Nature & Science

View from the Rim of the World Scenic Byway near Running Springs

Animals and Plants

The San Bernardino National Forest contains a wide range of ecosystems, from mixed conifer forests and oak woodlands, to, pinyon juniper stands, chaparral and semi-desert areas, which are home to a variety of plant and wildlife species. There are 71 threatened or endangered wildlife species on the forest.

The local mountains provides habitat for bald eagles, peregrine falcons, bighorn sheep and many endangered plants (there are more than 85 species of sensitive plants).

The San Bernardino National Forest encompasses an area of 676,666 acres of habitat ranging in elevation from 440 feet above sea level in Palm Springs to 11,499 feet atop Mt. San Gorgonio, the highest point within the forest. Most of the forest is composed of steep, rugged transverse mountains containing watersheds which supply several reservoirs. The major mountain ranges within the forest are the San Gabriel, San Bernardino, San Jacinto and Santa Rosa.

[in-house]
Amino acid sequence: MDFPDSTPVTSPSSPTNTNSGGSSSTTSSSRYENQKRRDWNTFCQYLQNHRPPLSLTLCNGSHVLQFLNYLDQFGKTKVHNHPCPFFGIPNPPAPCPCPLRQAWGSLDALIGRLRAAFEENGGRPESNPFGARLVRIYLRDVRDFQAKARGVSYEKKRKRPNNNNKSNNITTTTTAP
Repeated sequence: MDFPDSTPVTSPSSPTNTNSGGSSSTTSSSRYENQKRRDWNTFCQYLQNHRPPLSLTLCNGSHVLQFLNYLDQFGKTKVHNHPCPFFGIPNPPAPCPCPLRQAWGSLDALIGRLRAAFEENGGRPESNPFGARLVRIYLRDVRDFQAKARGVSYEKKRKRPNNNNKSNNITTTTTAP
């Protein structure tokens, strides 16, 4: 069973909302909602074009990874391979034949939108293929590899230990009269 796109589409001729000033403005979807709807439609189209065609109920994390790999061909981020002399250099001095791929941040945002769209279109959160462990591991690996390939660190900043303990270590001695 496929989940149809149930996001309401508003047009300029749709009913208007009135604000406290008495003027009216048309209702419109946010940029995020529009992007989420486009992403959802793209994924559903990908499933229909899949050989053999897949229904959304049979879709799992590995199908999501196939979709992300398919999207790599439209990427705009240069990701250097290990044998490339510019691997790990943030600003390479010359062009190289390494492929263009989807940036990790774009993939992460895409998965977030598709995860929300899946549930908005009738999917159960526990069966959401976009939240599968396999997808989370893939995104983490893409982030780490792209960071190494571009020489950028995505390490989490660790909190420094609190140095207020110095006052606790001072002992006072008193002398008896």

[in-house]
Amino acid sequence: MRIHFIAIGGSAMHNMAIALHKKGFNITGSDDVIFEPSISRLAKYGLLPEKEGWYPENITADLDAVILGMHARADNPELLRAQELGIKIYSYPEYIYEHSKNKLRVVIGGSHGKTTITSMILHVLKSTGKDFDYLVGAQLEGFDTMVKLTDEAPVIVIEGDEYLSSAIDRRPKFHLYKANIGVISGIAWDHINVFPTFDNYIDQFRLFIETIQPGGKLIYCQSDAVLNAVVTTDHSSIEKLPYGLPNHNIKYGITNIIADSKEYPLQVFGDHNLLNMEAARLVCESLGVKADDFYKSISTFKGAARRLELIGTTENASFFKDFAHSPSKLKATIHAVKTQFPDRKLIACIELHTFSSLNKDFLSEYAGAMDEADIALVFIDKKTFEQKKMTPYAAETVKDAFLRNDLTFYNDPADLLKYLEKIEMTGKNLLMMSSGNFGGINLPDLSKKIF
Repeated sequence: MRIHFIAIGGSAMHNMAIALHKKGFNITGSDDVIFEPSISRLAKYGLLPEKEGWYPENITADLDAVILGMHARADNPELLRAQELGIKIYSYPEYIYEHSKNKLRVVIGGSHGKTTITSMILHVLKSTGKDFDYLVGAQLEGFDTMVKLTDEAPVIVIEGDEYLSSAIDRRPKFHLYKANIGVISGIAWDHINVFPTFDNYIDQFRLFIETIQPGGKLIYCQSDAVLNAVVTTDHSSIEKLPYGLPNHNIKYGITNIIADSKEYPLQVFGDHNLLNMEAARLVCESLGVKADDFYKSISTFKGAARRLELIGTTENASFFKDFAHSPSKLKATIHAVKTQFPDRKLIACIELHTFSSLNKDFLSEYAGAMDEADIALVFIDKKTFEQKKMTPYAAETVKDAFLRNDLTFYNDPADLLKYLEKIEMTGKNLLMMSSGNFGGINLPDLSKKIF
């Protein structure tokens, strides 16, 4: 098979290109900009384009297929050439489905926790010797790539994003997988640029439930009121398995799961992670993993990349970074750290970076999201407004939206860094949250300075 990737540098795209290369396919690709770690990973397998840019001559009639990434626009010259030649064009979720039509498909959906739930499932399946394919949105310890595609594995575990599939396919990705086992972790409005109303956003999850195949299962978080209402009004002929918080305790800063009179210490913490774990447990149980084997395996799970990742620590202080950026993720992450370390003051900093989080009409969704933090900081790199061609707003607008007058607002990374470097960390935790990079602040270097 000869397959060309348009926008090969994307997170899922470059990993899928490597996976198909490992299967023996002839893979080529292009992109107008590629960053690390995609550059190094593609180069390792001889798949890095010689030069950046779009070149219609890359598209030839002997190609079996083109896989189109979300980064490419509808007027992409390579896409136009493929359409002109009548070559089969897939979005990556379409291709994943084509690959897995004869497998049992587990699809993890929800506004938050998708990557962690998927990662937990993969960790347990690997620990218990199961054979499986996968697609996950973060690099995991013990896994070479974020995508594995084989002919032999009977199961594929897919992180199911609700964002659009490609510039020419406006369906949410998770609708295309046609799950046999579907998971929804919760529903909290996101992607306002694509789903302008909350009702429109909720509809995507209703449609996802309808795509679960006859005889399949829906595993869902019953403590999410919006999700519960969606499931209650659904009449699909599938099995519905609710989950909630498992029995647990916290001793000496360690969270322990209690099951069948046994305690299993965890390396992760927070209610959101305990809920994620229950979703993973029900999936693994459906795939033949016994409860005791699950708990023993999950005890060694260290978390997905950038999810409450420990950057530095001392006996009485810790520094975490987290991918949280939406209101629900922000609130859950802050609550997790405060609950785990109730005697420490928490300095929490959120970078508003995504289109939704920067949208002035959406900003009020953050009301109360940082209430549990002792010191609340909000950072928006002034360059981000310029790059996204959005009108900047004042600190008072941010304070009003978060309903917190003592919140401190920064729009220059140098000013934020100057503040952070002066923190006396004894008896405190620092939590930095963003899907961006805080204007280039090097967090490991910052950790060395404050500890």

The climate varies from the high elevation cool summers and snowy winters, to the hot dry summers in the high and low deserts of southern California. The coastal facing ridges are often tempered by fog and marine air masses resulting in very moderate, year round temperatures. 

The vast land area, and the elevational and climatic factors, play a major role in the diversity of habitat types found on the San Bernardino.

Related Links

Plants of the San Bernardino Mountains (courtesy of Heaps Peak Arboretum)

USFS Celebrating Wildflowers Website

USFS Trees Website

USFS Fall Colors Website



https://www.fs.usda.gov/main/sbnf/learning/nature-science